Graham Potter - Brighton

Graham Potter

Compared to his previous managerial assignments, Potter's task at ​Brighton looks relatively straightforward. At Ostersunds FK he turned around the fortunes of a small Swedish side with limited resources, while Swansea's financial problems gave him little to work with last year. Brighton marks a joyous turn of fortune for Potter but even with the lack of restrictions at the club, he will still have problems to solve.

At the top of this list is Brighton's goalscoring problem. They registered the least goals of any side that wasn't relegated last season and cannot rely on the unorthodox talents of Glenn Murray forever. However, Neal Maupay was brought in from Brentford towards towards the end of the window.

It's prudent thinking: any of Jurgen Locadia, Florin Andone, Alireza Jahanbakhsh or Maupay have the ability to turn up the heat at the Amex, while Jose Izquierdo needs to return to the electrifying form that characterised Brighton's debut season in the Premier League. If Potter can unlock the potential in any of the attacking players he has inherited, survival looks like a very achievable task.

The 3-0 victory at Watford was an incredibly impressive start, and Potter will look to build on that good result at home to West Ham on Saturday.

Steve Bruce - Newcastle

Steve Bruce

Benitez's love affair with the ​Newcastle fans was one of the more uplifting storylines in football over the last few years. But Mike Ashley's shadow hung over St James' Park and his actions have led to an uncomfortable environment for Steve Bruce to walk into. The fans are unhappy, and even the late trolley dash of exciting signings in previous weeks don't appear to have entirely lifted the gloom on Tyneside.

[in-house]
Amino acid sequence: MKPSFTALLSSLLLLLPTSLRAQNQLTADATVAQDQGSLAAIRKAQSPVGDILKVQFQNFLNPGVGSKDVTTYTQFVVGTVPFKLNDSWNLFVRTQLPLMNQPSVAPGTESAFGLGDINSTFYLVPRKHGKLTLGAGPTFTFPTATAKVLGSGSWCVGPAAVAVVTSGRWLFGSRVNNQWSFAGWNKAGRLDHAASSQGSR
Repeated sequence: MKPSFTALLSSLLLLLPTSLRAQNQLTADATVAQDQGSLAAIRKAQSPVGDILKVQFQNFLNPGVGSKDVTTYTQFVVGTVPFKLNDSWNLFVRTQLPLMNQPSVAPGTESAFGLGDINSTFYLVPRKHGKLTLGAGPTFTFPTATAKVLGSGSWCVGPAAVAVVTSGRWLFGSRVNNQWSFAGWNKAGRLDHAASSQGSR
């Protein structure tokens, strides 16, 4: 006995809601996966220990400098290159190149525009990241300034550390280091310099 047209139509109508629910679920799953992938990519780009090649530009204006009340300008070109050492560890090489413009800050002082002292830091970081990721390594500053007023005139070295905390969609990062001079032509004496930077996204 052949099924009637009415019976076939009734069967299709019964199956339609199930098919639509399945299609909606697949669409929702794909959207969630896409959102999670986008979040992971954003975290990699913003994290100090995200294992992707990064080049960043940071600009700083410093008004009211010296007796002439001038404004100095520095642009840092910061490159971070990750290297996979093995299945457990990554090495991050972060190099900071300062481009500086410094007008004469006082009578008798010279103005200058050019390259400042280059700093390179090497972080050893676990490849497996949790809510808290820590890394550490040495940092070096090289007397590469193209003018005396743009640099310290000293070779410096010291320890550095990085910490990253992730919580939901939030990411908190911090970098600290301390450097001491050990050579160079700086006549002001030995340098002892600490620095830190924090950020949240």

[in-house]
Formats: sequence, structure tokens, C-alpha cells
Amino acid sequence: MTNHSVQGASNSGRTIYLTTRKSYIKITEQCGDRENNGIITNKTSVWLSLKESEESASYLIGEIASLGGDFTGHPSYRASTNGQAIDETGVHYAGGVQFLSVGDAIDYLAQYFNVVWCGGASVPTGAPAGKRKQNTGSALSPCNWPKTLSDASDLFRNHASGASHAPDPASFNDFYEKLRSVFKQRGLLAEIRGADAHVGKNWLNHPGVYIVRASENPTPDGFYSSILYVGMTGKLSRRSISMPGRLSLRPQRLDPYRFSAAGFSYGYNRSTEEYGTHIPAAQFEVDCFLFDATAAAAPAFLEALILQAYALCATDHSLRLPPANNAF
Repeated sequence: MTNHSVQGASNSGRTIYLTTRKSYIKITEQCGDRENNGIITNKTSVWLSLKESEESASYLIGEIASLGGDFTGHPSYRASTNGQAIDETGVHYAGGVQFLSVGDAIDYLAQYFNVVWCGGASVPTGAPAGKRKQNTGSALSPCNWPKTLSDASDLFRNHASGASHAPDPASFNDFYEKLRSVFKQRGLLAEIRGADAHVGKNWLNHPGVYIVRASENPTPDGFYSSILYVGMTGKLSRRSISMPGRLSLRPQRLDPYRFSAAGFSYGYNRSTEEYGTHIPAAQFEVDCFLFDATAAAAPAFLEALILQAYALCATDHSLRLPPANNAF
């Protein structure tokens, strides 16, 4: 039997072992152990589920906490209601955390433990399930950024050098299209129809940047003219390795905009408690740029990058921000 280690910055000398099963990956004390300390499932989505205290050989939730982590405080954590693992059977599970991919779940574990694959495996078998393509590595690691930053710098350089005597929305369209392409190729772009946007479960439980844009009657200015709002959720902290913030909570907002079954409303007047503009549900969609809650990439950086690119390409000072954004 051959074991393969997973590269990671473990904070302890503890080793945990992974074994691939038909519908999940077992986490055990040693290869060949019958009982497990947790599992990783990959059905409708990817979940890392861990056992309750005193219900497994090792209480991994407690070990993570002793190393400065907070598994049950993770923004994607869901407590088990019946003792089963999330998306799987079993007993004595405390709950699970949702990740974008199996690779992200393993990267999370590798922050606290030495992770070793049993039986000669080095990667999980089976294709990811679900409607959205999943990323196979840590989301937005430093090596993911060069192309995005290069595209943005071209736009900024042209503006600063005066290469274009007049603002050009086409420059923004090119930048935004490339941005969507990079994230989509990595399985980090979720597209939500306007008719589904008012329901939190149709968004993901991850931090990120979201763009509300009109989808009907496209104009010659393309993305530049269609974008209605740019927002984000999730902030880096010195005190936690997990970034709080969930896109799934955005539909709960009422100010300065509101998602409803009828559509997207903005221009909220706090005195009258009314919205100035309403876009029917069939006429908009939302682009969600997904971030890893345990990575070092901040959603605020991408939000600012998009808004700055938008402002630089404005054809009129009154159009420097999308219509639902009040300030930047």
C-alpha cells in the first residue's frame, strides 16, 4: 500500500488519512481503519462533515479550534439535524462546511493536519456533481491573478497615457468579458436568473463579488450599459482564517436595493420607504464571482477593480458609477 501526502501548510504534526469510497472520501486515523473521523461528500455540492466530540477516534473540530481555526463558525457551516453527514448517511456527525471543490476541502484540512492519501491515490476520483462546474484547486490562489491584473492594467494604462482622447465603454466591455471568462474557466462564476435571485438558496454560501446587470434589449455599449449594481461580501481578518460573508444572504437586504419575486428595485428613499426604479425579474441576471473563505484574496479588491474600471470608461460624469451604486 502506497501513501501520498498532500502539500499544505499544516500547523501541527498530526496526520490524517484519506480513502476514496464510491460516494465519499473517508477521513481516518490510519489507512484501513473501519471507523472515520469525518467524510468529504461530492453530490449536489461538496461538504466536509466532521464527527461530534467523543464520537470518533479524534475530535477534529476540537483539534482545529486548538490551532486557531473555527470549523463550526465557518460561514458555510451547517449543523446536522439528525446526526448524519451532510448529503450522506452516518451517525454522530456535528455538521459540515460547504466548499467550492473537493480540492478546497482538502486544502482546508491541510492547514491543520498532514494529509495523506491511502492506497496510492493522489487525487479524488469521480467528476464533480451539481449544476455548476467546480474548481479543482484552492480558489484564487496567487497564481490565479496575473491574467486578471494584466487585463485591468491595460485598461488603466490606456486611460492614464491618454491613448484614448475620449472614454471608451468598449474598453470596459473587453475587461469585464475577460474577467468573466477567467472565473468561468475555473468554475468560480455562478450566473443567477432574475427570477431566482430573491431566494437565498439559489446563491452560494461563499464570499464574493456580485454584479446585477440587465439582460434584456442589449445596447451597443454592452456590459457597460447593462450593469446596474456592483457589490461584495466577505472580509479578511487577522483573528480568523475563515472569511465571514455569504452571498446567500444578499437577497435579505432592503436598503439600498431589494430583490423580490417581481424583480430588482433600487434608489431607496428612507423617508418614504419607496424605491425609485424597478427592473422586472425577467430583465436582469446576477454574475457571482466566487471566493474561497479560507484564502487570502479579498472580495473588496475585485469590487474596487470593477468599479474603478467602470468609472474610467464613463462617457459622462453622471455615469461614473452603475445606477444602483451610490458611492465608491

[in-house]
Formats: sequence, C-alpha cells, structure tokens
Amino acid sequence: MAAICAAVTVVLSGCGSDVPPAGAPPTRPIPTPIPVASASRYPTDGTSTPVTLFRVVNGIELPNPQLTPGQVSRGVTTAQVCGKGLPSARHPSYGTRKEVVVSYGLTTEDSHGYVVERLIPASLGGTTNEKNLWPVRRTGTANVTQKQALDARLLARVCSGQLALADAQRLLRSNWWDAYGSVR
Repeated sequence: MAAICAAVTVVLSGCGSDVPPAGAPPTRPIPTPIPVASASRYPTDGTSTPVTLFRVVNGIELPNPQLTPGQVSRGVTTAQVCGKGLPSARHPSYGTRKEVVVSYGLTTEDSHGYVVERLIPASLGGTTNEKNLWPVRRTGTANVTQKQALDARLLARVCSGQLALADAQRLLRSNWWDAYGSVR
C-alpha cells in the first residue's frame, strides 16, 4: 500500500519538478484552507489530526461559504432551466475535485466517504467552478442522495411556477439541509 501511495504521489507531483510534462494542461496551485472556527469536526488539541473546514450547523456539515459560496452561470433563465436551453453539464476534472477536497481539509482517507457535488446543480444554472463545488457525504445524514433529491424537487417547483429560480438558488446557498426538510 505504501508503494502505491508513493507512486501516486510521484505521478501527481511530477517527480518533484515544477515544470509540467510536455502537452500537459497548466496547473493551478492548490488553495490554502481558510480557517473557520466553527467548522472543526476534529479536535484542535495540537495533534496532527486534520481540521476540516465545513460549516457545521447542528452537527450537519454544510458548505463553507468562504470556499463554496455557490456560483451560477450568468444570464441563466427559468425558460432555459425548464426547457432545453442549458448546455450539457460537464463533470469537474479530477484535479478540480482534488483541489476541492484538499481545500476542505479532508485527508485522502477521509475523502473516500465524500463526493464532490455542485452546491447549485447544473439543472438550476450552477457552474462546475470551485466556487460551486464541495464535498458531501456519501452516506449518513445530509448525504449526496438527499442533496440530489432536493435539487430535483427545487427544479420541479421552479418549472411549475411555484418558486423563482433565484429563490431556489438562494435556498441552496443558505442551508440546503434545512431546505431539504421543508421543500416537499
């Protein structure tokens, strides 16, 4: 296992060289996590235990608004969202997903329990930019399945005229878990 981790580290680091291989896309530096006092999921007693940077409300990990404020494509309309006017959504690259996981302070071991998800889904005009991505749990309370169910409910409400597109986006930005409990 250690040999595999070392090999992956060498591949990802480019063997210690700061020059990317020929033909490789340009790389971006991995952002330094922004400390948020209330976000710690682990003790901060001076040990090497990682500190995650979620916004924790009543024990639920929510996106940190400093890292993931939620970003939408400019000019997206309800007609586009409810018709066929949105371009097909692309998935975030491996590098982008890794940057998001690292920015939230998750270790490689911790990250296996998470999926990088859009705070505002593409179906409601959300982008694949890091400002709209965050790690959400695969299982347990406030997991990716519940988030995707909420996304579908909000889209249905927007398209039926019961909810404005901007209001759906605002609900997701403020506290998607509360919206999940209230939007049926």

Bruce's first task is to get the fans on side. In terms of reputation, he's far behind Benitez and will likely never gain the same cult following as his Spanish predecessor, but stopping a toxic atmosphere swallowing the club will be crucial to avoiding a relegation battle. He will rely purely on results and the upcoming games against newly-promoted Norwich, Spurs, Watford and Liverpool could set the tone for the rest of the campaign.

There's the added pressure of style of play. Even if the results are positive, an overly-defensive set-up may antagonise fans, even the ones who allowed Benitez to do the same thing without criticism. It could be a very long season if Bruce doesn't connect with the supporters.